Jekyll by the Numbers

Jekyll by the Numbers

Discovering the beauty and magic of the island one digit at a time.


Let’s start with the title of this magazine: It’s 31•81, numbers which identify, in landlubber’s terms, the latitude and longitude of Jekyll Island. (31.0735° N, 81.4114° W seemed a little unwieldy for the cover.) Numbers such as those have guided seafaring explorers to Jekyll for centuries. These days, we have a few more numerals to help you find your way around.


From the age-old natural monuments of Driftwood Beach to the family-friendly openness of Great Dunes Beach Park, Jekyll has seven distinct beaches to explore, offering a spot for just about every type of sand-and-sea lover.


There may be no better way to discover a little Jekyll magic than on two wheels. Jekyll has two dozen miles of bike paths that wind through forests and along pristine beaches, much of the trip under the forgiving shade of the island’s majestic tree canopy. 


The image of a soaring bald eagle is often associated with mountains and wide-open vistas. But Jekyll boasts two bald eagle nests, where pairs of Haliaeetus leucocephalus perch in the fall and hatch new eaglets in the mild winters.


Some like it hot, some like it cooler, but you won’t hear many complaints when the mercury stands at 71 degrees, the average annual temperature on Jekyll Island. Some call that perfect.

Two hundred forty-three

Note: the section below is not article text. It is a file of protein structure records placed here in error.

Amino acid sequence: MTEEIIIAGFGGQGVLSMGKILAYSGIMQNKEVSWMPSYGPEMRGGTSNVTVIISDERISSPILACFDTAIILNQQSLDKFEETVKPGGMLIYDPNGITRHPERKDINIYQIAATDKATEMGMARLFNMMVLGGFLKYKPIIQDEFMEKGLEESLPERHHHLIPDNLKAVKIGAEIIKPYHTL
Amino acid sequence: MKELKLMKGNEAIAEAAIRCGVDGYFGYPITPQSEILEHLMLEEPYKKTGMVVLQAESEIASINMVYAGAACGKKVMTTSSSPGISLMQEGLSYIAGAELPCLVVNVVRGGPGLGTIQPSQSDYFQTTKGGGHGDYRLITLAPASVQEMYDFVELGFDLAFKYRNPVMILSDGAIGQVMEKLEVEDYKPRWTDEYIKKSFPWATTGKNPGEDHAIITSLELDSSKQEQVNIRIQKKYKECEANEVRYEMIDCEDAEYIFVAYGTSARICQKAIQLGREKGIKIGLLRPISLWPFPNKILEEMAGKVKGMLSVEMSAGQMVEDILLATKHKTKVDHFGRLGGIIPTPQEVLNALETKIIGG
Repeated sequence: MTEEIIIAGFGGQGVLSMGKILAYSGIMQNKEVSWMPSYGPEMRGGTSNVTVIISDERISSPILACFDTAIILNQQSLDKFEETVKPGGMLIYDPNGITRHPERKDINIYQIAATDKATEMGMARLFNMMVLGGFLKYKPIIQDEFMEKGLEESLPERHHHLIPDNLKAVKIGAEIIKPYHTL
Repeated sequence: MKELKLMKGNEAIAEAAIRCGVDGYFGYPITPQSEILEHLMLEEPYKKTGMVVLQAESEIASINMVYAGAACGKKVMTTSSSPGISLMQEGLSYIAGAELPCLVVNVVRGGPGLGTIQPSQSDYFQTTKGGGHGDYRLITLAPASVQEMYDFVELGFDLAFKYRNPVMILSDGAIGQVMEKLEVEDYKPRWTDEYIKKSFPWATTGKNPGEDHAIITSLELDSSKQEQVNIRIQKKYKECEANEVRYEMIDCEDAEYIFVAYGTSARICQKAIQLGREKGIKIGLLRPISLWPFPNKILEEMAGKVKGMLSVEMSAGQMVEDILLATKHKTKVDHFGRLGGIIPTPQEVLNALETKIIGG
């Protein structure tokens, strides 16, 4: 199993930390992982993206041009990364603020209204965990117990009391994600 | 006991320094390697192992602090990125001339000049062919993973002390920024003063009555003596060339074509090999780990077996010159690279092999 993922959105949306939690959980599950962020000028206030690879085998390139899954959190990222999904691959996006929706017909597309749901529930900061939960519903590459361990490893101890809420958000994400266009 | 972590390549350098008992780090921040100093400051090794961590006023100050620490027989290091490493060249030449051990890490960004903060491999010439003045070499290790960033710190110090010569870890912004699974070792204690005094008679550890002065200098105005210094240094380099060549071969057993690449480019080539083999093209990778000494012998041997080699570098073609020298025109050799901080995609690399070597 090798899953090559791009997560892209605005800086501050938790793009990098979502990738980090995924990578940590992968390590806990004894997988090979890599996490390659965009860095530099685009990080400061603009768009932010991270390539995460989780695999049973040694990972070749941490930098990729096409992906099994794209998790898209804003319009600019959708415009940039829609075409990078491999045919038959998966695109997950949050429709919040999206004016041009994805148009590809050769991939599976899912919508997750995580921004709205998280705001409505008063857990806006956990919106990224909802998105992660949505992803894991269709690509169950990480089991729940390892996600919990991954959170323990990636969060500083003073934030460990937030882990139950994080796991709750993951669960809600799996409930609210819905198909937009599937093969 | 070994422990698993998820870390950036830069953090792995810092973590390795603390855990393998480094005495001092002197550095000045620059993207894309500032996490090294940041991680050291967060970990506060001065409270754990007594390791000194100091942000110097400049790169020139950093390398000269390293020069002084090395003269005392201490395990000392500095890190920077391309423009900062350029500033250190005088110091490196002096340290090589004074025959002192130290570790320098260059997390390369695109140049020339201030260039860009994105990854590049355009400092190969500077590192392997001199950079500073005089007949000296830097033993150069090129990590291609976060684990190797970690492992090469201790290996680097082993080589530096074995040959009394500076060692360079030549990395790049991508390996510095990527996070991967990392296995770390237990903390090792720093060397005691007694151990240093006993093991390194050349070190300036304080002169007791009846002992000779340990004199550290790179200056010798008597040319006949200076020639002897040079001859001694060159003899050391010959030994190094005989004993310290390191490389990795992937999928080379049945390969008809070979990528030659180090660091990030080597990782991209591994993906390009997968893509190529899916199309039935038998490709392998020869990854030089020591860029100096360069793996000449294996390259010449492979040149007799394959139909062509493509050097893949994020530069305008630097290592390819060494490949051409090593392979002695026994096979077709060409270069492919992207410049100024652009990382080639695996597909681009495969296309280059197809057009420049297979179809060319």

The island’s most famous residents are its sea turtles, who nest on local beaches from late May to mid August. The sea turtle population, revered and rehabilitated at the island’s Georgia Sea Turtle Center, enjoyed a record year in 2022. Conservationists counted some 243 nests.


Solomon is the biggest and, at around 51 years old, the oldest alligator on-island. And, like many Leos (gators typically hatch in late July and into August, under the sign of Leo.), Solomon loves the spotlight. He’s often seen basking on the golf course.

One thousand one hundred

In order to join America’s first transcontinental phone call in January of 1915, AT&T president Theodore Vail ordered some 1,100 extra miles of copper cable to be strung from New York to Jekyll Island. Vail popped in on the historic call while wintering on the island.


Nearly 300 years ago, a military man named William Horton established a plantation on Jekyll to grow food for soldiers. He built a house on it in 1743, parts of which—it’s now known as Horton House—remain as one of the oldest tabby structures in Georgia.

Four hundred

The largest Live Oak on the island is the Plantation Oak, located just north of Crane Cottage in the Historic District. The tree measures more than 120 wide feet, limb to limb, and better than 23 feet around. It’s considered the oldest tree on-island, too, at about 400 years old.


You can find stop signs throughout any leisurely drive around Jekyll Island. There’s even a newfangled traffic circle (a roundabout?) at the entrance to the Beach Village. But traffic lights? Nope. Not a one of them. Nada. Zilch. Zero.

Four thousand three hundred and fifty-one

It should be clear to anyone who visits Jekyll Island that the natural beauty of this place is paramount. The island measures some 5,950 acres. Only 1,599 of them are developed (and those are strictly managed). That leaves 4,351 acres of unspoiled beach, waterways, dunes, marshes, and maritime forest for everyone to enjoy.

This article first appeared in Volume 6 Number 2 of 31•81, the Magazine of Jekyll Island.

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